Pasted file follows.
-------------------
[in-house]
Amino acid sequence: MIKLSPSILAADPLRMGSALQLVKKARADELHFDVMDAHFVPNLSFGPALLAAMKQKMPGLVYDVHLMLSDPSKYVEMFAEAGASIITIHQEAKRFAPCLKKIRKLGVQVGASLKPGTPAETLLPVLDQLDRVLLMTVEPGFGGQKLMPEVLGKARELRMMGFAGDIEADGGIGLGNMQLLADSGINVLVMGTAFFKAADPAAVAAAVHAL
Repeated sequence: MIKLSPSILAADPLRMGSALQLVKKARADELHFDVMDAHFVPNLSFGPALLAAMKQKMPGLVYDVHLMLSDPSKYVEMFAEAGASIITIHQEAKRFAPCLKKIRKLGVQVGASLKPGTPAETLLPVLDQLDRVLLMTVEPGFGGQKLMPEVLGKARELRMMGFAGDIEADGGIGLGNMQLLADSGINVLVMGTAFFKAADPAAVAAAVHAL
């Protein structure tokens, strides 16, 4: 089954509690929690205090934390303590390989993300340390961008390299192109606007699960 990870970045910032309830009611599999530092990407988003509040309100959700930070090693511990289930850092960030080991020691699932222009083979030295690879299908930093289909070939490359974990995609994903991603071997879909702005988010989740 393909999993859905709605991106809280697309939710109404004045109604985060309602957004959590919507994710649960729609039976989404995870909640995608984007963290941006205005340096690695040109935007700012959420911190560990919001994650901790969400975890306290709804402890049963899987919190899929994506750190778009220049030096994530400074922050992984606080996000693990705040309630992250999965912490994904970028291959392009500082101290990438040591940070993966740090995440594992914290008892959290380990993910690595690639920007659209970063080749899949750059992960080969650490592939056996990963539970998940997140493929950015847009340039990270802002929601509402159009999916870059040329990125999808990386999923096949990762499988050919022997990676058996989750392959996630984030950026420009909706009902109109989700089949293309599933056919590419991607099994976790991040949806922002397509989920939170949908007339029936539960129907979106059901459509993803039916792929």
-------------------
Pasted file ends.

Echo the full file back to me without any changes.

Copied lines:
[in-house]
Amino acid sequence: MIKLSPSILAADPLRMGSALQLVKKARADELHFDVMDAHFVPNLSFGPALLAAMKQKMPGLVYDVHLMLSDPSKYVEMFAEAGASIITIHQEAKRFAPCLKKIRKLGVQVGASLKPGTPAETLLPVLDQLDRVLLMTVEPGFGGQKLMPEVLGKARELRMMGFAGDIEADGGIGLGNMQLLADSGINVLVMGTAFFKAADPAAVAAAVHAL
Repeated sequence: MIKLSPSILAADPLRMGSALQLVKKARADELHFDVMDAHFVPNLSFGPALLAAMKQKMPGLVYDVHLMLSDPSKYVEMFAEAGASIITIHQEAKRFAPCLKKIRKLGVQVGASLKPGTPAETLLPVLDQLDRVLLMTVEPGFGGQKLMPEVLGKARELRMMGFAGDIEADGGIGLGNMQLLADSGINVLVMGTAFFKAADPAAVAAAVHAL
């Protein structure tokens, strides 16, 4: 089954509690929690205090934390303590390989993300340390961008390299192109606007699960 990870970045910032309830009611599999530092990407988003509040309100959700930070090693511990289930850092960030080991020691699932222009083979030295690879299908930093289909070939490359974990995609994903991603071997879909702005988010989740 393909999993859905709605991106809280697309939710109404004045109604985060309602957004959590919507994710649960729609039976989404995870909640995608984007963290941006205005340096690695040109935007700012959420911190560990919001994650901790969400975890306290709804402890049963899987919190899929994506750190778009220049030096994530400074922050992984606080996000693990705040309630992250999965912490994904970028291959392009500082101290990438040591940070993966740090995440594992914290008892959290380990993910690595690639920007659209970063080749899949750059992960080969650490592939056996990963539970998940997140493929950015847009340039990270802002929601509402159009999916870059040329990125999808990386999923096949990762499988050919022997990676058996989750392959996630984030950026420009909706009902109109989700089949293309599933056919590419991607099994976790991040949806922002397509989920939170949908007339029936539960129907979106059901459509993803039916792929």